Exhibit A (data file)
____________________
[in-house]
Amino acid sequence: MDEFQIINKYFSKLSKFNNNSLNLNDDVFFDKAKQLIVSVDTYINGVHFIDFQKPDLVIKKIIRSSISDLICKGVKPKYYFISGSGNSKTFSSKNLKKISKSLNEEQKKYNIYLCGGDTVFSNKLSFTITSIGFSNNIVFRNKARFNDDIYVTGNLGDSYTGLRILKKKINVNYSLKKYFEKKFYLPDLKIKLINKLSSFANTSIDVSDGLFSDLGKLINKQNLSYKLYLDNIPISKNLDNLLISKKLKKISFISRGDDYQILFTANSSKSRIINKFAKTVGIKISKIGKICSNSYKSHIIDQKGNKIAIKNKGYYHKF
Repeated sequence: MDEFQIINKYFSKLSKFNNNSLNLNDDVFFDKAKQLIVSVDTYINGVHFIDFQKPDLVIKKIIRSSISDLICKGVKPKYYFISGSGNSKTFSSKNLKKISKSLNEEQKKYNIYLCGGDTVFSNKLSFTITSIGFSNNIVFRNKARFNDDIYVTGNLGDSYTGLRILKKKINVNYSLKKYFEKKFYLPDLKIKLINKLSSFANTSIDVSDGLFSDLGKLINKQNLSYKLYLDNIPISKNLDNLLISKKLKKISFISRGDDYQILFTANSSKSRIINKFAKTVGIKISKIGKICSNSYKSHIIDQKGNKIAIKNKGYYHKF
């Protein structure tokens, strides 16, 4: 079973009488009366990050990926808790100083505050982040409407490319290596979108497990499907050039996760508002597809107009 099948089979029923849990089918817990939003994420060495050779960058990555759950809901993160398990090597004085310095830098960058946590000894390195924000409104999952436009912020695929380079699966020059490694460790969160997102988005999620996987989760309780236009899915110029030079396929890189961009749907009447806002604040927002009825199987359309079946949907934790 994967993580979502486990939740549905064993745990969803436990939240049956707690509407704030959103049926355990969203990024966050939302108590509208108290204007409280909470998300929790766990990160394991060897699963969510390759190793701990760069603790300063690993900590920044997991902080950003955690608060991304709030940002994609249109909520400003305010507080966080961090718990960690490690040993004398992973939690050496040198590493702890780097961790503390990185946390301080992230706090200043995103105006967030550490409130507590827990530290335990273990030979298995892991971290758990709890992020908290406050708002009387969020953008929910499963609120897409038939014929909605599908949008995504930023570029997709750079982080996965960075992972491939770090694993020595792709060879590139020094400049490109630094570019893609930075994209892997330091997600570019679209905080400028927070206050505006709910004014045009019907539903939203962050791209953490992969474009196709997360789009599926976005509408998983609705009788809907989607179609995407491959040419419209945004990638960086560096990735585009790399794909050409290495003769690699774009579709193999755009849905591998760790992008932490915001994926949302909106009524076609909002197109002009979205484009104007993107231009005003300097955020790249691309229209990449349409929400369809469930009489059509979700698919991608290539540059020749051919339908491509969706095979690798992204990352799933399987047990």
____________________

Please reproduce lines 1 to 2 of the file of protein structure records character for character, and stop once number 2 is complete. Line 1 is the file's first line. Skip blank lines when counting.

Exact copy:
[in-house]
Amino acid sequence: MDEFQIINKYFSKLSKFNNNSLNLNDDVFFDKAKQLIVSVDTYINGVHFIDFQKPDLVIKKIIRSSISDLICKGVKPKYYFISGSGNSKTFSSKNLKKISKSLNEEQKKYNIYLCGGDTVFSNKLSFTITSIGFSNNIVFRNKARFNDDIYVTGNLGDSYTGLRILKKKINVNYSLKKYFEKKFYLPDLKIKLINKLSSFANTSIDVSDGLFSDLGKLINKQNLSYKLYLDNIPISKNLDNLLISKKLKKISFISRGDDYQILFTANSSKSRIINKFAKTVGIKISKIGKICSNSYKSHIIDQKGNKIAIKNKGYYHKF